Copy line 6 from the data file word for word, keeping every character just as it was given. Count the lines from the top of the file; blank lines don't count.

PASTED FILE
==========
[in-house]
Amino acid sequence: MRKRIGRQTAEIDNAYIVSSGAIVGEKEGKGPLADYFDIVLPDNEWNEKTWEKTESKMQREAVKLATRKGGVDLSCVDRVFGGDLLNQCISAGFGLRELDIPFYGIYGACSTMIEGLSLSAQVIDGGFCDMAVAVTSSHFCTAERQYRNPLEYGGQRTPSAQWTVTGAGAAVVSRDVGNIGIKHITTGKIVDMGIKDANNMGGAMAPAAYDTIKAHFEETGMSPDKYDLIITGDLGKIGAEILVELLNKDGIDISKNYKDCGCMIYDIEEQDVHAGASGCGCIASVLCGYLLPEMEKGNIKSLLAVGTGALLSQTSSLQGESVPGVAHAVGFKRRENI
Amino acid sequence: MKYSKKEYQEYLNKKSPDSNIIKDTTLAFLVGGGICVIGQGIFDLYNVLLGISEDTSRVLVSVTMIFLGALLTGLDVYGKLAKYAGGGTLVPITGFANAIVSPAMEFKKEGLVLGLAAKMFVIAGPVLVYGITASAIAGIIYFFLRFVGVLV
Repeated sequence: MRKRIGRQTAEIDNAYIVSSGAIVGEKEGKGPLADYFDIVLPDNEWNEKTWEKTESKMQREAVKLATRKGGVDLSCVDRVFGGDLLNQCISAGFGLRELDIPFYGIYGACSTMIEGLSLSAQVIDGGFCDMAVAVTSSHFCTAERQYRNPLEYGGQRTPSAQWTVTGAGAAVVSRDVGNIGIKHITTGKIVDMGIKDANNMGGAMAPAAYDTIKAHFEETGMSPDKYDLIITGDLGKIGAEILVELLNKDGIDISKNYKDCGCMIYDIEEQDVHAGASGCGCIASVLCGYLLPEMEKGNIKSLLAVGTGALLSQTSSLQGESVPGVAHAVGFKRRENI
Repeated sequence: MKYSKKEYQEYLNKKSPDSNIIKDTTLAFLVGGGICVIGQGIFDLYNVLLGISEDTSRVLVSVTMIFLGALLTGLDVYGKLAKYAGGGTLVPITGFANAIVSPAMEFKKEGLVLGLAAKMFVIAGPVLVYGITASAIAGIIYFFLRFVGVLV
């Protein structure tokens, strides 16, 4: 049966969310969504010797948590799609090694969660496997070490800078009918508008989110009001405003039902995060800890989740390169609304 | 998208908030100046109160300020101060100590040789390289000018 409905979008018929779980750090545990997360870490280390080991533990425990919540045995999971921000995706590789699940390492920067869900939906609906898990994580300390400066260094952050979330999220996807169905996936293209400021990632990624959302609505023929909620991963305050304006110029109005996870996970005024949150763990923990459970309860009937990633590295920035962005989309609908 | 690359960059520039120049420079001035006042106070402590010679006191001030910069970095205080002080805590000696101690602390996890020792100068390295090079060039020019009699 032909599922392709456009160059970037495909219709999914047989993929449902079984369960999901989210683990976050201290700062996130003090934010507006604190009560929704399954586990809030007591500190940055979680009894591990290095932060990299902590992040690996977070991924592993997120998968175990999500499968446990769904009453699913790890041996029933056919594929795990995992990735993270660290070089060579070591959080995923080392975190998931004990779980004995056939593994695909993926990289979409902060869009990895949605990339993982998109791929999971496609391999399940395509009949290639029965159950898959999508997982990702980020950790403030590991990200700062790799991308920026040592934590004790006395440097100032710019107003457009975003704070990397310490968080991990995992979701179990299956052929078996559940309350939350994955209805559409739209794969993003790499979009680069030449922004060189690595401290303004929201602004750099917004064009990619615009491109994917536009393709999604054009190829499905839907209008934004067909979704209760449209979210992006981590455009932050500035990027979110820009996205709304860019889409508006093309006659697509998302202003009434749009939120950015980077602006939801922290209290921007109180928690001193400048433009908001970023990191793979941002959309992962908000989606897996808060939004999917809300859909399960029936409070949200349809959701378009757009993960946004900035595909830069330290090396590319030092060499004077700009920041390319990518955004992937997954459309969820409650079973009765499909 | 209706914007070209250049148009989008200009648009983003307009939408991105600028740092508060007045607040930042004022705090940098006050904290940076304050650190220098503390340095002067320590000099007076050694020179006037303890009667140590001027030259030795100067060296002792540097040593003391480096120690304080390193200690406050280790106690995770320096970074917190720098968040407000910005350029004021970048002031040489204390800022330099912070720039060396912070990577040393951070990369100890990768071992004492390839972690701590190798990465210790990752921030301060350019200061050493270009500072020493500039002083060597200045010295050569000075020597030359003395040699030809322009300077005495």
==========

């Protein structure tokens, strides 16, 4: 049966969310969504010797948590799609090694969660496997070490800078009918508008989110009001405003039902995060800890989740390169609304 | 998208908030100046109160300020101060100590040789390289000018 409905979008018929779980750090545990997360870490280390080991533990425990919540045995999971921000995706590789699940390492920067869900939906609906898990994580300390400066260094952050979330999220996807169905996936293209400021990632990624959302609505023929909620991963305050304006110029109005996870996970005024949150763990923990459970309860009937990633590295920035962005989309609908 | 690359960059520039120049420079001035006042106070402590010679006191001030910069970095205080002080805590000696101690602390996890020792100068390295090079060039020019009699 032909599922392709456009160059970037495909219709999914047989993929449902079984369960999901989210683990976050201290700062996130003090934010507006604190009560929704399954586990809030007591500190940055979680009894591990290095932060990299902590992040690996977070991924592993997120998968175990999500499968446990769904009453699913790890041996029933056919594929795990995992990735993270660290070089060579070591959080995923080392975190998931004990779980004995056939593994695909993926990289979409902060869009990895949605990339993982998109791929999971496609391999399940395509009949290639029965159950898959999508997982990702980020950790403030590991990200700062790799991308920026040592934590004790006395440097100032710019107003457009975003704070990397310490968080991990995992979701179990299956052929078996559940309350939350994955209805559409739209794969993003790499979009680069030449922004060189690595401290303004929201602004750099917004064009990619615009491109994917536009393709999604054009190829499905839907209008934004067909979704209760449209979210992006981590455009932050500035990027979110820009996205709304860019889409508006093309006659697509998302202003009434749009939120950015980077602006939801922290209290921007109180928690001193400048433009908001970023990191793979941002959309992962908000989606897996808060939004999917809300859909399960029936409070949200349809959701378009757009993960946004900035595909830069330290090396590319030092060499004077700009920041390319990518955004992937997954459309969820409650079973009765499909 | 209706914007070209250049148009989008200009648009983003307009939408991105600028740092508060007045607040930042004022705090940098006050904290940076304050650190220098503390340095002067320590000099007076050694020179006037303890009667140590001027030259030795100067060296002792540097040593003391480096120690304080390193200690406050280790106690995770320096970074917190720098968040407000910005350029004021970048002031040489204390800022330099912070720039060396912070990577040393951070990369100890990768071992004492390839972690701590190798990465210790990752921030301060350019200061050493270009500072020493500039002083060597200045010295050569000075020597030359003395040699030809322009300077005495």